Condos: A Complete Guide To Owning One
When shopping for a home, you’ll have plenty of options to consider – and one of those is buying a condo. But what is a condo, and is it a good investment versus a different type of house?
Let’s take a closer look at the condo homeownership possibility as well as the pros and cons of owning a condo.
What Is A Condo?
A condominium, also known as a condo, is a residential building with multiple individual units which share walls. Each tenant separately owns an individual unit.
How Do Condos Work?
A condo is made up of many shared spaces, but the individual unit is yours. A key feature of a condo is the shared common areas and amenities such as lawns, pools and tennis courts. Essentially, it’s a little bit yours and a little bit everyone else’s. While features like the pool and tennis courts are almost always shared, the space inside your specific unit is yours and yours alone.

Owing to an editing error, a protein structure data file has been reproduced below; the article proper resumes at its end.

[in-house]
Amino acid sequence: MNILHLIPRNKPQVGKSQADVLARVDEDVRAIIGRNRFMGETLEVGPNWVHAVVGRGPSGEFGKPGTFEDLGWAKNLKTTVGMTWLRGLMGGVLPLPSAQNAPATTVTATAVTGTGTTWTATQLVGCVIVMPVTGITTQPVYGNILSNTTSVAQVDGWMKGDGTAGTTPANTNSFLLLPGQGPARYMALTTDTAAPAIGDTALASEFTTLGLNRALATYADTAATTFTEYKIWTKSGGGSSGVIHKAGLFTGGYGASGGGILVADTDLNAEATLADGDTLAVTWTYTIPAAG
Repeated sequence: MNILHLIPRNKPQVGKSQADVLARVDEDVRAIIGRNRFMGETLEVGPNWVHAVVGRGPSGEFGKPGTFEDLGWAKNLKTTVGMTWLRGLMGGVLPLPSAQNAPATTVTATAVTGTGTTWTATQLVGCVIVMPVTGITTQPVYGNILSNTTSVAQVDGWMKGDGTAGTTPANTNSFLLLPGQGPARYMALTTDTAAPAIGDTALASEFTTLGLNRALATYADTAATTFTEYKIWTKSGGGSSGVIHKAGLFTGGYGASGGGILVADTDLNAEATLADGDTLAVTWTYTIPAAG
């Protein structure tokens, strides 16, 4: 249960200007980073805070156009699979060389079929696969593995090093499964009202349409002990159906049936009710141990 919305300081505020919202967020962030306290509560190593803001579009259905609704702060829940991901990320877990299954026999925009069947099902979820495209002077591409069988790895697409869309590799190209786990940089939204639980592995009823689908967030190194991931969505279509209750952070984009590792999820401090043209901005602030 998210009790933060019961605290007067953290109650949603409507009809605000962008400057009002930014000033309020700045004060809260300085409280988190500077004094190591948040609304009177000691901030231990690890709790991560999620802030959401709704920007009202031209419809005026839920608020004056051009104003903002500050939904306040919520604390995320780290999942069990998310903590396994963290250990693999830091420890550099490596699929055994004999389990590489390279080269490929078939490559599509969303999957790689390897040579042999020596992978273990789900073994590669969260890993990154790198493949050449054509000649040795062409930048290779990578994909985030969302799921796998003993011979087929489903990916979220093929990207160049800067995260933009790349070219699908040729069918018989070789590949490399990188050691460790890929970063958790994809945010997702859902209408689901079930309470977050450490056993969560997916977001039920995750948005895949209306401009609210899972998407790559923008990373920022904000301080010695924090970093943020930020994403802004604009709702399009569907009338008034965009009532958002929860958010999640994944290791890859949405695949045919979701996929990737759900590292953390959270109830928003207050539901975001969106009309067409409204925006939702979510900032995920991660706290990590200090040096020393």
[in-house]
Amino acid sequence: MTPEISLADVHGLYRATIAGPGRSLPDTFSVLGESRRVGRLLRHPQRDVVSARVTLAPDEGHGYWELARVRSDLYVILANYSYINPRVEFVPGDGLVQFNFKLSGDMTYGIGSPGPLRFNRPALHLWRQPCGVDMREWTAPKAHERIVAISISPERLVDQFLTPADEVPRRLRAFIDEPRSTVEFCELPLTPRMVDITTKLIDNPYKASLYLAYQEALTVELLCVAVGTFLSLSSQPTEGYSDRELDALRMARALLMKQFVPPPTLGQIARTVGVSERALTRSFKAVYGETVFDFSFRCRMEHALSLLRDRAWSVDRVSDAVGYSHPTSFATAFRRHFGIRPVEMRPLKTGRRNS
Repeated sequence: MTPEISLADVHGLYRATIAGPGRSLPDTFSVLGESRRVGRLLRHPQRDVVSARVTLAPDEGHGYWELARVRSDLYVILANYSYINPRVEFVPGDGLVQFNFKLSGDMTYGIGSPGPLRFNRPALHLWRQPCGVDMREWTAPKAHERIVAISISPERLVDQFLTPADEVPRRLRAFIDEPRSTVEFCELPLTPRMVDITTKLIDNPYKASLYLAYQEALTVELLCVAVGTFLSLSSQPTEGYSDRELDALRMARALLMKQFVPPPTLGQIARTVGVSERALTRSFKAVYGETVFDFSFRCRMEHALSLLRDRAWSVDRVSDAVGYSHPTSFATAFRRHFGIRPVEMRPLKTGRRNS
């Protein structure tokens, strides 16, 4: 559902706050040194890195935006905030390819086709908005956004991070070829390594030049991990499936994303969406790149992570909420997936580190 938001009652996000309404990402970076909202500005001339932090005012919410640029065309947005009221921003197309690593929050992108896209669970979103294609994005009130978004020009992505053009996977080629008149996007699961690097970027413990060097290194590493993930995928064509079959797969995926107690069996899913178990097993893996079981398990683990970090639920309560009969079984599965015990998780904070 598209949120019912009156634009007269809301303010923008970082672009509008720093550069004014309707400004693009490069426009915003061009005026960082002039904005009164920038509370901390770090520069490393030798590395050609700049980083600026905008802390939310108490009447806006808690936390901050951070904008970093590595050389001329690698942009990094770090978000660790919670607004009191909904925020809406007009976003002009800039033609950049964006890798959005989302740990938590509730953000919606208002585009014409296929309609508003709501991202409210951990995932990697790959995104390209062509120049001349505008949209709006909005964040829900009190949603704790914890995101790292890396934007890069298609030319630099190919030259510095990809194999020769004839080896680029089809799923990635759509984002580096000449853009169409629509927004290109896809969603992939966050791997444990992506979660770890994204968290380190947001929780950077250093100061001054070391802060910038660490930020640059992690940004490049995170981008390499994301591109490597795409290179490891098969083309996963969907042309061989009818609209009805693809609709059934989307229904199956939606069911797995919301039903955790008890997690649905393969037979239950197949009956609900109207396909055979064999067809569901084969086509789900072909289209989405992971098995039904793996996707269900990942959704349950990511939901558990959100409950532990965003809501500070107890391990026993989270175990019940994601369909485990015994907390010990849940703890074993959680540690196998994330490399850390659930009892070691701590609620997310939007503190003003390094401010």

But these perks come at a price. Condo owners pay dues to a board or homeowners association (HOA). These HOA fees are used to cover the costs of condo living, such as maintaining the shared areas of the property.
This part is particularly appealing if you’re looking to own a home but don’t want to be responsible for maintenance and yard upkeep.
However, condo owners can’t avoid the pitfalls of homeownership completely. They’re still responsible for the maintenance of their individual unit. So, expenses like repairing a broken appliance would come out of your pocket.